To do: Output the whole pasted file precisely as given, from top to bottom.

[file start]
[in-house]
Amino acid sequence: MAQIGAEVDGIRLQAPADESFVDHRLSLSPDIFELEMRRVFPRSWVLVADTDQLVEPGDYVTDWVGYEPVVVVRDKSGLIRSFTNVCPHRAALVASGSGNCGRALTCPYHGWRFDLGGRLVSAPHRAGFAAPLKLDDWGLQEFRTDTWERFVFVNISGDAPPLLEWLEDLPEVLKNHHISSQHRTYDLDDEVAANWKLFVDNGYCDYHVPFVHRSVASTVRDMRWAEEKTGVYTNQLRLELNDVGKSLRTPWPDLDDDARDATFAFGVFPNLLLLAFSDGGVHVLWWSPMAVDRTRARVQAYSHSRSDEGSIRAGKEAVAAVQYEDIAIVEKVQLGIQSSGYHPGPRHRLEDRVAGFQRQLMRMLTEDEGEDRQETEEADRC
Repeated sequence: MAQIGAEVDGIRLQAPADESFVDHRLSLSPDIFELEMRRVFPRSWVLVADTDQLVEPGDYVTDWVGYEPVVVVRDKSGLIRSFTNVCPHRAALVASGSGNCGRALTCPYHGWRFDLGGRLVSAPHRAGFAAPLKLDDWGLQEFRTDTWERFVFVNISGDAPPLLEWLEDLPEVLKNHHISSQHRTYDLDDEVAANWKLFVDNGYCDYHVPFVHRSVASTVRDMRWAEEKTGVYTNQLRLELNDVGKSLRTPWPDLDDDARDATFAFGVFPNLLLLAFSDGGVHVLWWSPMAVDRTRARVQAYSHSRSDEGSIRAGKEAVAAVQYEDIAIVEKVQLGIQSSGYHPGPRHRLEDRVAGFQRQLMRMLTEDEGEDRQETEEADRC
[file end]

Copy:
[in-house]
Amino acid sequence: MAQIGAEVDGIRLQAPADESFVDHRLSLSPDIFELEMRRVFPRSWVLVADTDQLVEPGDYVTDWVGYEPVVVVRDKSGLIRSFTNVCPHRAALVASGSGNCGRALTCPYHGWRFDLGGRLVSAPHRAGFAAPLKLDDWGLQEFRTDTWERFVFVNISGDAPPLLEWLEDLPEVLKNHHISSQHRTYDLDDEVAANWKLFVDNGYCDYHVPFVHRSVASTVRDMRWAEEKTGVYTNQLRLELNDVGKSLRTPWPDLDDDARDATFAFGVFPNLLLLAFSDGGVHVLWWSPMAVDRTRARVQAYSHSRSDEGSIRAGKEAVAAVQYEDIAIVEKVQLGIQSSGYHPGPRHRLEDRVAGFQRQLMRMLTEDEGEDRQETEEADRC
Repeated sequence: MAQIGAEVDGIRLQAPADESFVDHRLSLSPDIFELEMRRVFPRSWVLVADTDQLVEPGDYVTDWVGYEPVVVVRDKSGLIRSFTNVCPHRAALVASGSGNCGRALTCPYHGWRFDLGGRLVSAPHRAGFAAPLKLDDWGLQEFRTDTWERFVFVNISGDAPPLLEWLEDLPEVLKNHHISSQHRTYDLDDEVAANWKLFVDNGYCDYHVPFVHRSVASTVRDMRWAEEKTGVYTNQLRLELNDVGKSLRTPWPDLDDDARDATFAFGVFPNLLLLAFSDGGVHVLWWSPMAVDRTRARVQAYSHSRSDEGSIRAGKEAVAAVQYEDIAIVEKVQLGIQSSGYHPGPRHRLEDRVAGFQRQLMRMLTEDEGEDRQETEEADRC